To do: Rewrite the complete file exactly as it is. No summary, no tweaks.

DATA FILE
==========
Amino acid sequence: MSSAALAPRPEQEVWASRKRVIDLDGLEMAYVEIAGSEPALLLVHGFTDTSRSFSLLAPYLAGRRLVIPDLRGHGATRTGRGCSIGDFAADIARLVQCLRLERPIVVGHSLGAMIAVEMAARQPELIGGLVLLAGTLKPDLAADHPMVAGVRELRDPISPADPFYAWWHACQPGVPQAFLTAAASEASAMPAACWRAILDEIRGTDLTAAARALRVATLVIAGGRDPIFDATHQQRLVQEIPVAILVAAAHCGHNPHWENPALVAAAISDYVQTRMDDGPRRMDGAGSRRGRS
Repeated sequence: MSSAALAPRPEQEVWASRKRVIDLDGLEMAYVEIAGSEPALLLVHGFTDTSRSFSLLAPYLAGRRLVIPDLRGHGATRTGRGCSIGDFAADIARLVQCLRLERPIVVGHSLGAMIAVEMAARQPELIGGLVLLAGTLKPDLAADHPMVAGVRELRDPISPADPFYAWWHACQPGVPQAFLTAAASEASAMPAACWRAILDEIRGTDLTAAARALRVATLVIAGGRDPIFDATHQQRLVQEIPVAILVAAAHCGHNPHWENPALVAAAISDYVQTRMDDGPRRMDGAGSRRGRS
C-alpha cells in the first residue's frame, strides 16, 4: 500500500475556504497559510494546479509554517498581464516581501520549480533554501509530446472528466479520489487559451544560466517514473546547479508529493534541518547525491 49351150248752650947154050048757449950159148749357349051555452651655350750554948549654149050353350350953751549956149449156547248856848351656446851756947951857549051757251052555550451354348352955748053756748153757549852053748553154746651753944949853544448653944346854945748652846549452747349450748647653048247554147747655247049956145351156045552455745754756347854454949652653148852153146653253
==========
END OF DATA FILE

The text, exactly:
Amino acid sequence: MSSAALAPRPEQEVWASRKRVIDLDGLEMAYVEIAGSEPALLLVHGFTDTSRSFSLLAPYLAGRRLVIPDLRGHGATRTGRGCSIGDFAADIARLVQCLRLERPIVVGHSLGAMIAVEMAARQPELIGGLVLLAGTLKPDLAADHPMVAGVRELRDPISPADPFYAWWHACQPGVPQAFLTAAASEASAMPAACWRAILDEIRGTDLTAAARALRVATLVIAGGRDPIFDATHQQRLVQEIPVAILVAAAHCGHNPHWENPALVAAAISDYVQTRMDDGPRRMDGAGSRRGRS
Repeated sequence: MSSAALAPRPEQEVWASRKRVIDLDGLEMAYVEIAGSEPALLLVHGFTDTSRSFSLLAPYLAGRRLVIPDLRGHGATRTGRGCSIGDFAADIARLVQCLRLERPIVVGHSLGAMIAVEMAARQPELIGGLVLLAGTLKPDLAADHPMVAGVRELRDPISPADPFYAWWHACQPGVPQAFLTAAASEASAMPAACWRAILDEIRGTDLTAAARALRVATLVIAGGRDPIFDATHQQRLVQEIPVAILVAAAHCGHNPHWENPALVAAAISDYVQTRMDDGPRRMDGAGSRRGRS
C-alpha cells in the first residue's frame, strides 16, 4: 500500500475556504497559510494546479509554517498581464516581501520549480533554501509530446472528466479520489487559451544560466517514473546547479508529493534541518547525491 49351150248752650947154050048757449950159148749357349051555452651655350750554948549654149050353350350953751549956149449156547248856848351656446851756947951857549051757251052555550451354348352955748053756748153757549852053748553154746651753944949853544448653944346854945748652846549452747349450748647653048247554147747655247049956145351156045552455745754756347854454949652653148852153146653253